July 26, 2009 / 2:49 PM / 11 years ago

Rich must pay "fair share" -UK opposition leader

* Wealthy will not escape tax hardships, Cameron says

* Spending cuts necessary to reduce deficit

* Health and overseas aid ringfenced in spending cuts

By Avril Ormsby

LONDON, July 26 (Reuters) - Britain’s wealthy will have to "pay their fair share" in helping the country reduce its national debt, David Cameron, leader of the Conservative opposition party, said on Sunday.

High earners will be stuck with the 50 percent tax on earnings, he said, and the party, which opinion polls indicate is on track to win the general election due before next June, would "have to look at" changing a system that allowed families earning more than 50,000 pounds to receive tax credits.

Traditionally seen as the party of the rich because of its low tax policies, Cameron said the new approach was necessary if the budget was to be brought back in balance.

"In saying to the country that we need to reduce public spending, we need to get the budget balance under control, we’ve got to be able to demonstrate to people that this is fair, and seen to be fair, and everyone is putting their shoulder to the wheel and sharing in the difficult decisions," he told the BBC’s Andrew Marr show.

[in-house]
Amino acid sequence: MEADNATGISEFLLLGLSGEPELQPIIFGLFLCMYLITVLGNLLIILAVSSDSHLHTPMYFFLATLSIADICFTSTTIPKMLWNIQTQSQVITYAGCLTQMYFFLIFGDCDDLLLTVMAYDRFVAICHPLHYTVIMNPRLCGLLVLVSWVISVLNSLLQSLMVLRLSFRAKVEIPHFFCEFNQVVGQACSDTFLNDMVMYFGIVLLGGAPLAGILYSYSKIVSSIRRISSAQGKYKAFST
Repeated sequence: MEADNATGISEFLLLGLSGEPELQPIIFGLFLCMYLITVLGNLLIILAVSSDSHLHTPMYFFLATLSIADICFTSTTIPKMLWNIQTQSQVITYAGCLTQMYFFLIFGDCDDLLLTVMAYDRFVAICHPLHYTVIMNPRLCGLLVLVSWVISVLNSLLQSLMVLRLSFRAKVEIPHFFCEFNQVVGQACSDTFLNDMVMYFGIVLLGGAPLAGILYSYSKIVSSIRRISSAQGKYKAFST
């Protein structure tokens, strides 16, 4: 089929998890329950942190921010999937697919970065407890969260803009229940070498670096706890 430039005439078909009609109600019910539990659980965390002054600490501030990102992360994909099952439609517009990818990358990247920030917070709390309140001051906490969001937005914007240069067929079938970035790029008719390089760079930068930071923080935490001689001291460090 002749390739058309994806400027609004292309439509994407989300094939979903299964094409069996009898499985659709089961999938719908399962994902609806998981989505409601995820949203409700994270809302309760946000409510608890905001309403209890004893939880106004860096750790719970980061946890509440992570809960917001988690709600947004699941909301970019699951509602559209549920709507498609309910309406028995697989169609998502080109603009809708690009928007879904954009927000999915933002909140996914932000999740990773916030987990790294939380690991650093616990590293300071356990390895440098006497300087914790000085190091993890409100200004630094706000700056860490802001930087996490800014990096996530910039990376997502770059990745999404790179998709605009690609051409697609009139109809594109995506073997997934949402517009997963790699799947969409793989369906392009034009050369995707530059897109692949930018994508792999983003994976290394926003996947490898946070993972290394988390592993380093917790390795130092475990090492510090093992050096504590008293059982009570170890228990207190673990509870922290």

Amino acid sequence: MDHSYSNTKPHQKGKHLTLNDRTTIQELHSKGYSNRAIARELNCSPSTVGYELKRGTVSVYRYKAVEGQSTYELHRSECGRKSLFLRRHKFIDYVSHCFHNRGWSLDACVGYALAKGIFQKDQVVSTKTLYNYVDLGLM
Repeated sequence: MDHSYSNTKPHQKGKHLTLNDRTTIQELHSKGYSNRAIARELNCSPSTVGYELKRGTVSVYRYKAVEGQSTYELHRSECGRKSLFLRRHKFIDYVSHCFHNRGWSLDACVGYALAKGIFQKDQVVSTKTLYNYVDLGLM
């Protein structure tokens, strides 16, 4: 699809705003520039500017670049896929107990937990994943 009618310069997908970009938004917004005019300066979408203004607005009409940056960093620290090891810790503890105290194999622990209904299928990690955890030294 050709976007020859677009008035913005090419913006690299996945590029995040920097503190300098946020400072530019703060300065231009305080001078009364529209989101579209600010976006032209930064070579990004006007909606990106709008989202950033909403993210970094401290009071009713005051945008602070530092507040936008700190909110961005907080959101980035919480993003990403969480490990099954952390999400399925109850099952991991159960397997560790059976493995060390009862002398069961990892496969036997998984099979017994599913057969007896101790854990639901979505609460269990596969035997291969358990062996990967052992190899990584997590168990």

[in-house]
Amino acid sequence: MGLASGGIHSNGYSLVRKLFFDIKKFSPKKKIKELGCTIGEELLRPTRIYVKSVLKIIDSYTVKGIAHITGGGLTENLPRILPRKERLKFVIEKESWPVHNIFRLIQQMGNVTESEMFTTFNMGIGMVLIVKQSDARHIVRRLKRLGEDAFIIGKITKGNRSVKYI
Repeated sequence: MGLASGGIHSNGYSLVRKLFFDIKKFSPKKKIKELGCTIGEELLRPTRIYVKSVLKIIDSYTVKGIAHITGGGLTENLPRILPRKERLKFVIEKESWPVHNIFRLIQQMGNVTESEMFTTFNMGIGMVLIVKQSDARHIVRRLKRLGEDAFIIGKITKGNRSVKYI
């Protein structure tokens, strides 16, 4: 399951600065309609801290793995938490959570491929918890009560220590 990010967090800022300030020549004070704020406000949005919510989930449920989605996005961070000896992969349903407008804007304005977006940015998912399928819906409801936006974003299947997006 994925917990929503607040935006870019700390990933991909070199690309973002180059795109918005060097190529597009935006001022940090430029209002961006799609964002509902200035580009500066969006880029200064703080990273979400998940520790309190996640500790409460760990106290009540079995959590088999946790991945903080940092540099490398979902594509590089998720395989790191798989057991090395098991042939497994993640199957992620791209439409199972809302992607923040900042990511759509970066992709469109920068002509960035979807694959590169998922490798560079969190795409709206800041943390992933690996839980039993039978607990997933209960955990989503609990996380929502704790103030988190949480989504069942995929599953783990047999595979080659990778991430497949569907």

"And that means the wealthy have to pay their fair share."

Cameron said he did not want those earning more than 150,000 pounds to be saddled with the 50 percent tax rate because "it’s a bad tax rise", but it would have to "take its place in the queue behind other more painful tax rises".

He said he still believed changing the tax on non-domiciled tax residents could fund a cut in inheritance tax for the middle classes.

But he said: "We can’t promise tax reductions, we can’t rule out tax increases" for any taxpayer.

Public spending will be a key battleground of the next election, with the Conservatives accusing Labour of ignoring reality by pledging to continue to spend.

Cameron said his party would ringfence health and overseas aid, but savings could come from scrapping the national identity card scheme and opting for smaller government.

He said he was against extending National Health Service charges, but was "happy" at looking at further road tolls. (Editing by Will Waterman)

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